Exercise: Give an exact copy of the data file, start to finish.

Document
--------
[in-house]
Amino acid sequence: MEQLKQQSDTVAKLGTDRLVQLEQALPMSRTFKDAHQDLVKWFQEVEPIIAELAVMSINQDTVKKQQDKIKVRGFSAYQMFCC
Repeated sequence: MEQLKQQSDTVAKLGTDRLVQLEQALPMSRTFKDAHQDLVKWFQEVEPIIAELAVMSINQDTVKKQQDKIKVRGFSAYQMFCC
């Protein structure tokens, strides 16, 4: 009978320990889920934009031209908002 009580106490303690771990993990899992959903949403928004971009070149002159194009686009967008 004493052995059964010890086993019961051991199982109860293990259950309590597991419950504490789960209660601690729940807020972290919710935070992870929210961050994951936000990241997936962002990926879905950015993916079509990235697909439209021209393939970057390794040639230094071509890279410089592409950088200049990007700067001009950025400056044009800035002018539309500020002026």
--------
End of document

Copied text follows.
[in-house]
Amino acid sequence: MEQLKQQSDTVAKLGTDRLVQLEQALPMSRTFKDAHQDLVKWFQEVEPIIAELAVMSINQDTVKKQQDKIKVRGFSAYQMFCC
Repeated sequence: MEQLKQQSDTVAKLGTDRLVQLEQALPMSRTFKDAHQDLVKWFQEVEPIIAELAVMSINQDTVKKQQDKIKVRGFSAYQMFCC
């Protein structure tokens, strides 16, 4: 009978320990889920934009031209908002 009580106490303690771990993990899992959903949403928004971009070149002159194009686009967008 004493052995059964010890086993019961051991199982109860293990259950309590597991419950504490789960209660601690729940807020972290919710935070992870929210961050994951936000990241997936962002990926879905950015993916079509990235697909439209021209393939970057390794040639230094071509890279410089592409950088200049990007700067001009950025400056044009800035002018539309500020002026």